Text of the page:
CDS Musa’s God-fearing counter-insurgency disposition
“I may not have been the best combat commander, but I always strove to be. My men depended on me to carefully analyze every tactical situation, maximise the resources I had at my disposal, think under pressure, and lead them by personal example.”— Major Dick Winters.
The above quote reminds me of the exploits of General Christopher Musa while he was the theatre commander of Operation Hadin Kai, Nigeria’s counter-insurgency operations in North East.
It was a magical moment in the war against insurgency. He was at the epicentre leading operations that brought about tangibles that have been documented as one of the best in the annals of our counter-insurgency operations in the North East.
I recall that on some visits to the region for research purposes, I had cause to interact with the military hierarchy under his command, and what I gathered was mind-boggling. I was confronted by a dexterous commander in planning and strategy—a thinking man with few words. The troops were energetic and always on top of the situation.
I was curious and asked questions about the mood in the theatre of operations. All fingers pointed to the operational style of the theatre commander, who succeeded in matching his words with action and leading by example. Some said he remains the best thing that happened in our efforts at addressing the Boko Haram menace in North East.
I was regaled with exploits, not in the public space, on how he entrenched a regime of discipline, loyalty, and passion to confront the challenges the Boko Haram group posed. At that point, he was the commander that every command needed and was on top of his game.
General Christopher Musa may be a man of few words; you could also mistake him for a shy person, but beyond his calm looks, he is a warrior who does not have failure in his genes. He led troops in prayers before and after every operation. He communicates seamlessly with officers and soldiers. He was abreast of happenings on a minute basis. He ensured the availability of logistics and resources throughout his tenure until he was redeployed as the corps commander of infantry of the Nigerian Army.
General Musa is a lesson in military strategy. I wasn’t surprised when he was eventually appointed Chief of Defence Staff. Those conversant with his professionalism and sound records saw it coming and prayed fervently for it to happen. And our joy knew no bounds when he was announced as the Chief of Defence Staff.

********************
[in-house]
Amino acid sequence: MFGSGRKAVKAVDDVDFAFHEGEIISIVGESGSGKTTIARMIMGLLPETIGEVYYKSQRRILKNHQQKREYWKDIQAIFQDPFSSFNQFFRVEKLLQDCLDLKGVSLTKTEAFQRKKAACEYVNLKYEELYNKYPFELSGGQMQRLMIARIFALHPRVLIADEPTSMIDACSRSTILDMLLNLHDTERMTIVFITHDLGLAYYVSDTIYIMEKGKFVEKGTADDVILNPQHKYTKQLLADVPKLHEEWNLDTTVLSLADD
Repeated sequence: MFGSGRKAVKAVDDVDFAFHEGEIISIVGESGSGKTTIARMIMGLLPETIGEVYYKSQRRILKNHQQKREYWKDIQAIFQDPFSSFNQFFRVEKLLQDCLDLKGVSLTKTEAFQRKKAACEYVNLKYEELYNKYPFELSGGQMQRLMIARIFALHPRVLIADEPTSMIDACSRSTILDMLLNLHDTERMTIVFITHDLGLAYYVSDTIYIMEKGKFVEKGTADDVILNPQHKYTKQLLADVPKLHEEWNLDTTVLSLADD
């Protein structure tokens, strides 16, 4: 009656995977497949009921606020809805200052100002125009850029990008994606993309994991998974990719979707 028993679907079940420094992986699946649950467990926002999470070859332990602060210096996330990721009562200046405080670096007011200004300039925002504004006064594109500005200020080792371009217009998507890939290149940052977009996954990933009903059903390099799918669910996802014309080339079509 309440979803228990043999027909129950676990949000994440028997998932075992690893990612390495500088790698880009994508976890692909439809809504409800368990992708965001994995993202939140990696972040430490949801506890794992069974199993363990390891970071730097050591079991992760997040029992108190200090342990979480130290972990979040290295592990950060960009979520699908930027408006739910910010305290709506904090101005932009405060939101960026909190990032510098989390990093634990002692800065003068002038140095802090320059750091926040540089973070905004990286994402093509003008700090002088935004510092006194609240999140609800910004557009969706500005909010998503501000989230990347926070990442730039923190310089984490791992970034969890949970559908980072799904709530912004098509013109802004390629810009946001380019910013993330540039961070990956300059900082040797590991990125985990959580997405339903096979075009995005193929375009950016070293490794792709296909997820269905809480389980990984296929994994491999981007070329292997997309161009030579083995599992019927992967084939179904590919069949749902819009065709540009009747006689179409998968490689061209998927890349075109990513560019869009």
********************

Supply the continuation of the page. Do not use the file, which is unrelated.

This mood was also felt in Nigeria’s military, with officers and soldiers bursting into ecstasy in celebration of the coming of the people’s general to lead the Armed Forces. His appointment was one of the best decisions of the present administration.
The events in the past weeks and months in the efforts to address the security situation in the country are indeed a testament to the parlance where preparation meets opportunity, and success becomes inevitable. There is a renewed vigour from the Armed Forces. Nigerians should expect the best in no distant time.
There is also a realignment with the new order; strategic postings are ongoing, and operational manuals are constantly reviewed because the Chief of Defence Staff is an infantry general with hands-on experience due to the several command positions he has held during his illustrious career.
Nigerians, therefore, need to extend their support to the Armed Forces in this new drive to address and surmount the security challenges in the country. I have argued in several forums that sometimes, what a society needs to overcome its challenges is the disposition of its leaders.
President Bola Ahmed Tinubu has demonstrated his commitment to addressing the security challenges in the country in the quality of appointments in the critical security sector. And the results would trickle in no distant time. I am excited, and I know that those against the interest of Nigeria are in for a tough time.
The Chief of Defence Staff is respected and celebrated because of his leadership style. I recently stumbled upon a quote attributed to him that states thus: “It is important for soldiers to feel cared for. It is important always to motivate soldiers to fight for the nation.”
The above statement implies that the welfare of officers and soldiers must take the front burner. A soldier can’t fight for the country when his home front is not settled. He has pledged to keep soldiers’ morale high and ready to undertake tasks that would achieve the desired results.
I am glad there is hope for the country because a new sheriff is in town. The era of procrastination in the Armed Forces is gone, and welcome to the era where professionalism, passion, commitment, and dedication to defending the country’s territorial integrity would take the front seat.
The memories of the encounter with General Christopher Musa at the theatre of operations in North East are still fresh in my mind. I am glad that the same vigour is at play in his capacity as the Chief of Defence Staff. There’s a need to encourage, support, and pray for the Armed forces of Nigeria.
They sacrifice day and night for the country to be at peace. These are not ordinary feats in the era of insurgency, terrorism, and other acts of criminality. The leadership of the Armed Forces hit the ground running. It is very impressive and expected as we march towards a country free from the shackles of terrorism and other acts of criminality.
It is not Uhuru yet. More still needs to be done, and of importance is the support the Armed Forces can get from Nigerians. Together, we can make it happen.
Iwodi wrote this piece from Abuja.
Get the latest news delivered straight to your inbox every day of the week. Stay informed with the Guardian’s leading coverage of Nigerian and world news, business, technology and sports.